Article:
Children may seem unaffected by traumatic experiences, since short-term effects on their development and psychological well-being rarely appear, but a new study by the French National Institute of Health and Medical Research (INSERM) has found that children who had these experiences are more likely to die prematurely.
Examining data from the 1958 National Child Development Study, researchers looked at the death rates for over 15,000 people, and compared them to any incidences of childhood trauma that were recorded when the subjects were seven, 11, and 16 years old. Trauma was defined as spending time in care, being neglected by legal guardians, parental separation, and having a family member go to prison.
They found that traumatic childhood incidences correlated with an increased likeliness to die prematurely, and that the risk increased with more events. Women who experienced one negative incident by the time they turned 16 years old, were 66 percent more likely to die by age 50, compared to those who hadn’t experienced an event. Experiencing a second event bumped their risk up to 80 percent. The findings were similar among men, albeit a little lower. Those who experienced two traumatic incidents or more were 57 percent more likely to die before 50.
The researchers considered factors, such as alcohol and tobacco use, education, social standing, and psychological issues, but said that factors like suicide or drug addiction could have still contributed to premature deaths.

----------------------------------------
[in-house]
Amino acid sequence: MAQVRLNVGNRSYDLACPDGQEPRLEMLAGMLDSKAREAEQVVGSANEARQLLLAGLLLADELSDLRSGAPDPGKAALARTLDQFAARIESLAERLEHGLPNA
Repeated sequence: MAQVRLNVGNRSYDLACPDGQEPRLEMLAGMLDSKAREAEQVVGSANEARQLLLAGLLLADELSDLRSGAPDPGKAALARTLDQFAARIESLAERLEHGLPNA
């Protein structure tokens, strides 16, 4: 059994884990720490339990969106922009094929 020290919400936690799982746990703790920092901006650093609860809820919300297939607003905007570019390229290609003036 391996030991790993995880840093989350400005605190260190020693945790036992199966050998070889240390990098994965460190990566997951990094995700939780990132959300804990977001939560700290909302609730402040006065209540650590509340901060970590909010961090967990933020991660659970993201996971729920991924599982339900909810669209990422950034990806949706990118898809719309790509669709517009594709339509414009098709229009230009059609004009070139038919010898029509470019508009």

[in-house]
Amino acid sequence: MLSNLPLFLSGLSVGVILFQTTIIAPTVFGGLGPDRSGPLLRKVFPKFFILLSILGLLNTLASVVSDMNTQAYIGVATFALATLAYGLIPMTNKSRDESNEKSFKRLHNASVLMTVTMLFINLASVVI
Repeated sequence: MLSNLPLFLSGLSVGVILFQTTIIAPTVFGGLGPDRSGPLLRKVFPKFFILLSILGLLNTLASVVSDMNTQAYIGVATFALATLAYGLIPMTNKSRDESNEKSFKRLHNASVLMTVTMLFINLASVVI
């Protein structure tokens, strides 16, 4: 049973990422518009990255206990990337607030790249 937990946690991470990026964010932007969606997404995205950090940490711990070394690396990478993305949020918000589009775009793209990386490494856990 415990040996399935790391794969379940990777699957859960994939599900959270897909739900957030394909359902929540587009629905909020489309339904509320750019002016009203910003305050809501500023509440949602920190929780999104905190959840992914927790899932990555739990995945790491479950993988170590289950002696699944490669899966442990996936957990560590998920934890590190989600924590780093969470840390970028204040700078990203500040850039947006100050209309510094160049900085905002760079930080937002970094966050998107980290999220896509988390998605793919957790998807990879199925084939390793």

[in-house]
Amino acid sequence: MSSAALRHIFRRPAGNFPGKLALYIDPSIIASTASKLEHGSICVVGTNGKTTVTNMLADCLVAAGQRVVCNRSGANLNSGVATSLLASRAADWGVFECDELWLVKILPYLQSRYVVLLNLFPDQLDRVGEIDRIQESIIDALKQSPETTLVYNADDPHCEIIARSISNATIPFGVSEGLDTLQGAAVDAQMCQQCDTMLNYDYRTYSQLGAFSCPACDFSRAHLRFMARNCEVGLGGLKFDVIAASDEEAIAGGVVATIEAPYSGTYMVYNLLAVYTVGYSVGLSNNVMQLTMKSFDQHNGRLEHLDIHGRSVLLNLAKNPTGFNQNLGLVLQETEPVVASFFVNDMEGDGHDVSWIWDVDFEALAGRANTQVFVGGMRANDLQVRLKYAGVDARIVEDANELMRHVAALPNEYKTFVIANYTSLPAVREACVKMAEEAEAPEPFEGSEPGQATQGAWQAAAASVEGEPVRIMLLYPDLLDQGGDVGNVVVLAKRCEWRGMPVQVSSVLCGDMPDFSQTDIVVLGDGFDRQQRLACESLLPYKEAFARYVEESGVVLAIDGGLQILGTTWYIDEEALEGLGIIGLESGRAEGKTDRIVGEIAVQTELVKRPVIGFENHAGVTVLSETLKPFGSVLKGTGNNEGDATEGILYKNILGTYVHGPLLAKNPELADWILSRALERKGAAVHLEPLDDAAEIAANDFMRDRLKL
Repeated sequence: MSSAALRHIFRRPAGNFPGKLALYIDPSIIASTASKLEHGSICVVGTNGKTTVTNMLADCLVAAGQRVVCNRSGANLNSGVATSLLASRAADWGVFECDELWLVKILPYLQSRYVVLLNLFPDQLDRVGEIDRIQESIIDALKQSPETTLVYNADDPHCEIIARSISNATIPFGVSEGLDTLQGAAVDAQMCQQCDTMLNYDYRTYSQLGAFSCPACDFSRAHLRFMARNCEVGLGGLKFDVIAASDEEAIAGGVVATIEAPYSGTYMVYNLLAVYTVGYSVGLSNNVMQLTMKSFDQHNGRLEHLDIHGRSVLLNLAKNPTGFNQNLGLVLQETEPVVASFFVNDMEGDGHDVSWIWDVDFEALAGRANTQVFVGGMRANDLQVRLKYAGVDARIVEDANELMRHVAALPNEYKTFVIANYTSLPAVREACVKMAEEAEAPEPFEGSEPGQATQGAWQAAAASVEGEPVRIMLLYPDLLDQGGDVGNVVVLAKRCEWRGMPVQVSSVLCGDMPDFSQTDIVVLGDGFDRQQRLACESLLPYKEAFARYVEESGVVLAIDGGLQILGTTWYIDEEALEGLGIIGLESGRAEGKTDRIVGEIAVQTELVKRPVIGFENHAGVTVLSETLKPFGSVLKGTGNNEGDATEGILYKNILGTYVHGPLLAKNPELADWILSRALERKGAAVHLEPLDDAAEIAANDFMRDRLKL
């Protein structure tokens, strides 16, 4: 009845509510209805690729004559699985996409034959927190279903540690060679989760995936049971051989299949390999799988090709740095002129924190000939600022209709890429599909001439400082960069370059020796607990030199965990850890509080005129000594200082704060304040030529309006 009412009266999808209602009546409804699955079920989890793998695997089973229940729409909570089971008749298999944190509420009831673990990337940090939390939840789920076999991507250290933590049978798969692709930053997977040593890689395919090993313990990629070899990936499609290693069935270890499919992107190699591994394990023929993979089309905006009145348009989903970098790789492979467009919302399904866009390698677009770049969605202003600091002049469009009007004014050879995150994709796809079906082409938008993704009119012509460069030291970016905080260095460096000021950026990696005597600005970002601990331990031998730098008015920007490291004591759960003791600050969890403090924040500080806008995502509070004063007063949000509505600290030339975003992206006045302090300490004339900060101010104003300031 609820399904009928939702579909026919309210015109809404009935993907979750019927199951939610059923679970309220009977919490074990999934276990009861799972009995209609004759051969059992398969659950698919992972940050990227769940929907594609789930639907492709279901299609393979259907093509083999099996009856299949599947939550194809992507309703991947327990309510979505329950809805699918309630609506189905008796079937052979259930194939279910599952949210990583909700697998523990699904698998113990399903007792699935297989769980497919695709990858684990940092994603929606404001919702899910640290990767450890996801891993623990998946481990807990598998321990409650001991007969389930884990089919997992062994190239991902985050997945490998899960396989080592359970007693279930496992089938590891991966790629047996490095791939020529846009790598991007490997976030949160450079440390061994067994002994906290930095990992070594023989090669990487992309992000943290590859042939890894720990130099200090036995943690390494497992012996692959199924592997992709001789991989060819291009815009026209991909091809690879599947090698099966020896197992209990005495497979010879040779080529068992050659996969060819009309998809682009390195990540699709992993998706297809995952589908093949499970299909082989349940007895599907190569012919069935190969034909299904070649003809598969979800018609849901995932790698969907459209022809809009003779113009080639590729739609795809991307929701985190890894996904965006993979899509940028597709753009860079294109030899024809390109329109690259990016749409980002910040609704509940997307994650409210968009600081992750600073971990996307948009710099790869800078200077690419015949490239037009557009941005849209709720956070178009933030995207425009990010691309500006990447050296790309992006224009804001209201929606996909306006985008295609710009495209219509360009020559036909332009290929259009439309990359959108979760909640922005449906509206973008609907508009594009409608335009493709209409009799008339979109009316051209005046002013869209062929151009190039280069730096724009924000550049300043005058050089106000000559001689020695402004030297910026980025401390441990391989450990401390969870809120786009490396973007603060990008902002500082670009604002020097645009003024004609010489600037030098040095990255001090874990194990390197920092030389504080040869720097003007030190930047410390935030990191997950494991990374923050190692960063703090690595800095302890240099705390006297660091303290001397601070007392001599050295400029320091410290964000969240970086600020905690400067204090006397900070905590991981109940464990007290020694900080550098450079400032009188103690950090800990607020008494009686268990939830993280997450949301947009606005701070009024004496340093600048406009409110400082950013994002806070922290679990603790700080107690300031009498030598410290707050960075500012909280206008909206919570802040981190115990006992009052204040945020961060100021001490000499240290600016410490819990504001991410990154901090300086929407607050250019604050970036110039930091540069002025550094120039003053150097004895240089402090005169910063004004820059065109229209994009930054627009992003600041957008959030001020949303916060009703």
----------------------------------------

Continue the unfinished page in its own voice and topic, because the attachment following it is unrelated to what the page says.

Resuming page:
Children exposed to traumatic incidents aren’t only at risk for premature death either. Evidence has also pointed toward increased risks for diseases as adults, including depression, ischemic heart disease, liver disease, chronic obstructive pulmonary disease, and sexually transmitted diseases, according to the Centers for Disease Control and Prevention (CDC).
What’s more, traumatic incidents can also affect a child’s gene expression. A recent study found that people with post-traumatic stress disorder (PTSD) who had gone through an adverse childhood experience (ACE) were likely to exhibit more genetic alterations related to brain development and immune regulation than people with PTSD who developed the disorder later in life. Those who developed the disorder at a later age showed more changes in genes that regulated cell growth and promoted cell death.
State and local agencies receive more than three million child maltreatment referrals each year, according to the CDC, and an estimated 763,000 cases were confirmed in 2009. Preventing severe adversities is the key to ensuring better health among the population, researchers said.
“This work on early psychological trauma and premature death adds a whole new dimension to public health,” Professor Mel Bartley, of the ESRC International Center for Lifecourse Studies in Society and Health at the University College London, and co-author of the study, said in a statement. “Many people have suspected this but until now we have no had such high quality evidence from such a large cohort of people.”
Source: Kelly-Irving M, Lepage B, Dedieu D, et al. Adverse childhood experiences and premature all-cause mortality. European Journal of Epidemiology. 2013.